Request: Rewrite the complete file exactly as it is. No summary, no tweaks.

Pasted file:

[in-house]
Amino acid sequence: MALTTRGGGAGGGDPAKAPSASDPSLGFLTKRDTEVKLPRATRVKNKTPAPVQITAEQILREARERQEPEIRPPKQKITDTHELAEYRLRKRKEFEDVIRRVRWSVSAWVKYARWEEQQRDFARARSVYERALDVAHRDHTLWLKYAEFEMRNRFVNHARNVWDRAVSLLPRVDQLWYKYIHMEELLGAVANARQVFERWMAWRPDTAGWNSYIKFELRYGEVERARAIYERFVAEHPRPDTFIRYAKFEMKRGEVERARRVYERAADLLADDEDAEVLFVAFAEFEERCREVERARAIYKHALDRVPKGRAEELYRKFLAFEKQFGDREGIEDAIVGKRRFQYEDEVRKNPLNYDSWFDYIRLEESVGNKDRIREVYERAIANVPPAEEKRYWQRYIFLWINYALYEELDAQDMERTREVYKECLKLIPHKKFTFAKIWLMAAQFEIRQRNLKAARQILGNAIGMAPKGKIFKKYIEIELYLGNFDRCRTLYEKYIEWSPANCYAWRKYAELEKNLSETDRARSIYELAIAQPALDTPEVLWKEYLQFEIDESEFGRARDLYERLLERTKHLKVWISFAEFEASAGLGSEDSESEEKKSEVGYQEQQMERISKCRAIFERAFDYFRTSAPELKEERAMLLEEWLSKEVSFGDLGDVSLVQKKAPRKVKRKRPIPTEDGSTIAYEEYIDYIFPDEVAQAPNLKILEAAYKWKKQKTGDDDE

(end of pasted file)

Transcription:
[in-house]
Amino acid sequence: MALTTRGGGAGGGDPAKAPSASDPSLGFLTKRDTEVKLPRATRVKNKTPAPVQITAEQILREARERQEPEIRPPKQKITDTHELAEYRLRKRKEFEDVIRRVRWSVSAWVKYARWEEQQRDFARARSVYERALDVAHRDHTLWLKYAEFEMRNRFVNHARNVWDRAVSLLPRVDQLWYKYIHMEELLGAVANARQVFERWMAWRPDTAGWNSYIKFELRYGEVERARAIYERFVAEHPRPDTFIRYAKFEMKRGEVERARRVYERAADLLADDEDAEVLFVAFAEFEERCREVERARAIYKHALDRVPKGRAEELYRKFLAFEKQFGDREGIEDAIVGKRRFQYEDEVRKNPLNYDSWFDYIRLEESVGNKDRIREVYERAIANVPPAEEKRYWQRYIFLWINYALYEELDAQDMERTREVYKECLKLIPHKKFTFAKIWLMAAQFEIRQRNLKAARQILGNAIGMAPKGKIFKKYIEIELYLGNFDRCRTLYEKYIEWSPANCYAWRKYAELEKNLSETDRARSIYELAIAQPALDTPEVLWKEYLQFEIDESEFGRARDLYERLLERTKHLKVWISFAEFEASAGLGSEDSESEEKKSEVGYQEQQMERISKCRAIFERAFDYFRTSAPELKEERAMLLEEWLSKEVSFGDLGDVSLVQKKAPRKVKRKRPIPTEDGSTIAYEEYIDYIFPDEVAQAPNLKILEAAYKWKKQKTGDDDE